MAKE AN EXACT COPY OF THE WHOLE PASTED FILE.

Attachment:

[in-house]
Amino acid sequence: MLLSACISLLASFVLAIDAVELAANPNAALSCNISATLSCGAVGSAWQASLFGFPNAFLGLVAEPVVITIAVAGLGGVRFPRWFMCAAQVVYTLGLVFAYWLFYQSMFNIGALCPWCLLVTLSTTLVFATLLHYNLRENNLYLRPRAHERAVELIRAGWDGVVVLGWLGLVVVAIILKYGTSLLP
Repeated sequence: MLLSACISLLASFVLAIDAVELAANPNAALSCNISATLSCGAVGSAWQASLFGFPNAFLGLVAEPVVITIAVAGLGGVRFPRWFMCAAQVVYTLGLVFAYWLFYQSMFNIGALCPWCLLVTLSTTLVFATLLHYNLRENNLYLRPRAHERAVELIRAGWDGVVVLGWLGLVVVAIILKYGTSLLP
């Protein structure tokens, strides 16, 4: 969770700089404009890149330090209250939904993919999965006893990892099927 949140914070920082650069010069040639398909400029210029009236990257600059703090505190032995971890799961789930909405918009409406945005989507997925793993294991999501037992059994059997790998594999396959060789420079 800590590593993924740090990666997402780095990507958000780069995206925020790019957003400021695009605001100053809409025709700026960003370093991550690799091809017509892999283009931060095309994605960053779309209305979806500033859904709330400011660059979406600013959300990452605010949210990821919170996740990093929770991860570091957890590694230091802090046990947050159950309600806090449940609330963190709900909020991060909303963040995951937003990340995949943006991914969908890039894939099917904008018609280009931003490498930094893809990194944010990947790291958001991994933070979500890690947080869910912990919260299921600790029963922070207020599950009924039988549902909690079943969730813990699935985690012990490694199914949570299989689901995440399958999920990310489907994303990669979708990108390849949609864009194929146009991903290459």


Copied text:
[in-house]
Amino acid sequence: MLLSACISLLASFVLAIDAVELAANPNAALSCNISATLSCGAVGSAWQASLFGFPNAFLGLVAEPVVITIAVAGLGGVRFPRWFMCAAQVVYTLGLVFAYWLFYQSMFNIGALCPWCLLVTLSTTLVFATLLHYNLRENNLYLRPRAHERAVELIRAGWDGVVVLGWLGLVVVAIILKYGTSLLP
Repeated sequence: MLLSACISLLASFVLAIDAVELAANPNAALSCNISATLSCGAVGSAWQASLFGFPNAFLGLVAEPVVITIAVAGLGGVRFPRWFMCAAQVVYTLGLVFAYWLFYQSMFNIGALCPWCLLVTLSTTLVFATLLHYNLRENNLYLRPRAHERAVELIRAGWDGVVVLGWLGLVVVAIILKYGTSLLP
């Protein structure tokens, strides 16, 4: 969770700089404009890149330090209250939904993919999965006893990892099927 949140914070920082650069010069040639398909400029210029009236990257600059703090505190032995971890799961789930909405918009409406945005989507997925793993294991999501037992059994059997790998594999396959060789420079 800590590593993924740090990666997402780095990507958000780069995206925020790019957003400021695009605001100053809409025709700026960003370093991550690799091809017509892999283009931060095309994605960053779309209305979806500033859904709330400011660059979406600013959300990452605010949210990821919170996740990093929770991860570091957890590694230091802090046990947050159950309600806090449940609330963190709900909020991060909303963040995951937003990340995949943006991914969908890039894939099917904008018609280009931003490498930094893809990194944010990947790291958001991994933070979500890690947080869910912990919260299921600790029963922070207020599950009924039988549902909690079943969730813990699935985690012990490694199914949570299989689901995440399958999920990310489907994303990669979708990108390849949609864009194929146009991903290459």